The term “diaspora” is as contested as “indigenous” and “ethnic.” The media increasingly speaks of ethnicities in Morocco (al-ethniyat), yet activists avoid the term; as Adhghrini observed, “ethnic” is what state officials labeled the AMDP before banning it. There are television shows and radio programs trying to sensitize people to racism, but the public conversation remains limited to personal/attitudinal racism and not structural racism. There is little discussion of police violence, media representation, or black political representation. Moroccan activists note that out of 515 members of parliament (395 in the House of Representatives, and 120 House of Counselors), only 7 are black (5 in the former, and 2 in the latter.) And yet efforts to introduce a Tunisian-inspired anti-racism bill were roundly rejected in parliament. Anti-racist organizations – like GADEM, National Council for Human Rights, Tadamun – are massively disadvantaged, faced with a discourse of Islamic color-blindness, and French color-blindness, which sees “race” as an insidious construct and an American imposition. There are regular workshops training activists on how to talk about racism without organizing people into “races”: How to refer to black Moroccans – Afro-Arab? Afro-Berber? What is “Afro”? Another controversy has revolved around how to refer to sub-Saharan migrants? The preferred term among NGO activists seems to be “sub-Saharan,” as “African” would imply North Africa is not part of the continent. Also, how to teach the history of slavery in Morocco without incurring the ruling dynasty’s wrath – and should slavery be taught in a North African/Middle Eastern context, or reflecting the recent pivot, in a broader pan-African context? “Trans-Saharan” or “trans-African” slaveries?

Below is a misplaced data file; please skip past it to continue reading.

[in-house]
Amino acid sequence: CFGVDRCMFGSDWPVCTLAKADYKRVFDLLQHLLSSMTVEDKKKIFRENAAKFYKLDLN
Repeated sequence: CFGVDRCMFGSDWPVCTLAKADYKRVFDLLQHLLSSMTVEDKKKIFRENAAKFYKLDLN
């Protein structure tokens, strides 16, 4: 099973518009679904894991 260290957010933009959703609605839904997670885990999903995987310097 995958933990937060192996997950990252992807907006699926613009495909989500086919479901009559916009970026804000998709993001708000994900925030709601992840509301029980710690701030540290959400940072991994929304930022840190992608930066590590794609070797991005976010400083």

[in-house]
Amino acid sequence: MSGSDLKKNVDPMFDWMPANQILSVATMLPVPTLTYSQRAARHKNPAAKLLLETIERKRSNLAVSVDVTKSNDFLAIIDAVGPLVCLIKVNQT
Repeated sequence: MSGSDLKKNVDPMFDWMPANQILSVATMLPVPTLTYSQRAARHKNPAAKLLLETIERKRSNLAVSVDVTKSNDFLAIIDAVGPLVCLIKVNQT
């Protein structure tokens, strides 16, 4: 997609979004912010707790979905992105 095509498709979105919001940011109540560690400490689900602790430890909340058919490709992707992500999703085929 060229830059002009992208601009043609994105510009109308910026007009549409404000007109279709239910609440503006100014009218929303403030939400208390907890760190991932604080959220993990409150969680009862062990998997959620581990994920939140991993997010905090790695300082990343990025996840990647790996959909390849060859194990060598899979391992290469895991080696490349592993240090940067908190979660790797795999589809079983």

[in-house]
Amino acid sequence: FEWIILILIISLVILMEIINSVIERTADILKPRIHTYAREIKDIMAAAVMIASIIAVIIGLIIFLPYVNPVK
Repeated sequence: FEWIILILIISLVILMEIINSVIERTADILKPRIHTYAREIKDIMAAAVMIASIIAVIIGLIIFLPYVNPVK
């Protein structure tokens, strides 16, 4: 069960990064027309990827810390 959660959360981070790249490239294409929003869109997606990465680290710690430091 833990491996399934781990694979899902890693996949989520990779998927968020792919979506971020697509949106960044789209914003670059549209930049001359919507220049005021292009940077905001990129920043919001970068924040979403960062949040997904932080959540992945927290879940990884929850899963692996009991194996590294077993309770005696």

Until the last decade, public discussions about the Maghrebian states’ place in Africa and African politics tended to be about Sufi networks, investment opportunities, inter-state alliances and how the African Union (then OAU) could be used to advance the national interest. Today the conversation about “notre continent” has taken a distinct identitarian turn and is affecting domestic politics, as Amazigh movements and anti-racist campaigns in Algeria, Tunisia and Morocco take advantage of the “pivot to Africa” to connect with other Amazigh communities, to talk about racism and slavery, and to contest the tenets of Arab nationalism.